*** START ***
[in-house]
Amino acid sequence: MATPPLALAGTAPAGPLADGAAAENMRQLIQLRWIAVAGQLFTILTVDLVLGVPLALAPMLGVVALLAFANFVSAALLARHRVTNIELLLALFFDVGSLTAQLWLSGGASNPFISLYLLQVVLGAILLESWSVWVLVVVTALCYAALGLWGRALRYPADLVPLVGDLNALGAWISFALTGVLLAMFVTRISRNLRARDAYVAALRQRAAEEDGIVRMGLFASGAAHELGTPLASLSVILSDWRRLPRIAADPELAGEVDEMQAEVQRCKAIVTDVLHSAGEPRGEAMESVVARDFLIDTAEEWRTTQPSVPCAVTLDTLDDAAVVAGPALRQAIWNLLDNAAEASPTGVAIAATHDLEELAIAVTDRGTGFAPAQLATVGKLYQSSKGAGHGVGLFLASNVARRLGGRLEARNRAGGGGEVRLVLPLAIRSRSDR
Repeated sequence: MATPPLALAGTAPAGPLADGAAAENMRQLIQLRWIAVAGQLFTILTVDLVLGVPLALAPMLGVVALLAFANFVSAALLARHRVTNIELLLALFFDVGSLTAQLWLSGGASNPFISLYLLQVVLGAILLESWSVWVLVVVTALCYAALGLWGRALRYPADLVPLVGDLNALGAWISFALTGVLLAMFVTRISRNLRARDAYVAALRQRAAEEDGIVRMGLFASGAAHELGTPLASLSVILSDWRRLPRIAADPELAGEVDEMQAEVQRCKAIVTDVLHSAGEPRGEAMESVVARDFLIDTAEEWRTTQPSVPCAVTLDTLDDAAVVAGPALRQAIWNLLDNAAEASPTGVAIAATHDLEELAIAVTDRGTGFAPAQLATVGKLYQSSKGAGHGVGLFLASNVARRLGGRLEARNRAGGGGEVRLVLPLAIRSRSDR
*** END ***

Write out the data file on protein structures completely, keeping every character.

[in-house]
Amino acid sequence: MATPPLALAGTAPAGPLADGAAAENMRQLIQLRWIAVAGQLFTILTVDLVLGVPLALAPMLGVVALLAFANFVSAALLARHRVTNIELLLALFFDVGSLTAQLWLSGGASNPFISLYLLQVVLGAILLESWSVWVLVVVTALCYAALGLWGRALRYPADLVPLVGDLNALGAWISFALTGVLLAMFVTRISRNLRARDAYVAALRQRAAEEDGIVRMGLFASGAAHELGTPLASLSVILSDWRRLPRIAADPELAGEVDEMQAEVQRCKAIVTDVLHSAGEPRGEAMESVVARDFLIDTAEEWRTTQPSVPCAVTLDTLDDAAVVAGPALRQAIWNLLDNAAEASPTGVAIAATHDLEELAIAVTDRGTGFAPAQLATVGKLYQSSKGAGHGVGLFLASNVARRLGGRLEARNRAGGGGEVRLVLPLAIRSRSDR
Repeated sequence: MATPPLALAGTAPAGPLADGAAAENMRQLIQLRWIAVAGQLFTILTVDLVLGVPLALAPMLGVVALLAFANFVSAALLARHRVTNIELLLALFFDVGSLTAQLWLSGGASNPFISLYLLQVVLGAILLESWSVWVLVVVTALCYAALGLWGRALRYPADLVPLVGDLNALGAWISFALTGVLLAMFVTRISRNLRARDAYVAALRQRAAEEDGIVRMGLFASGAAHELGTPLASLSVILSDWRRLPRIAADPELAGEVDEMQAEVQRCKAIVTDVLHSAGEPRGEAMESVVARDFLIDTAEEWRTTQPSVPCAVTLDTLDDAAVVAGPALRQAIWNLLDNAAEASPTGVAIAATHDLEELAIAVTDRGTGFAPAQLATVGKLYQSSKGAGHGVGLFLASNVARRLGGRLEARNRAGGGGEVRLVLPLAIRSRSDR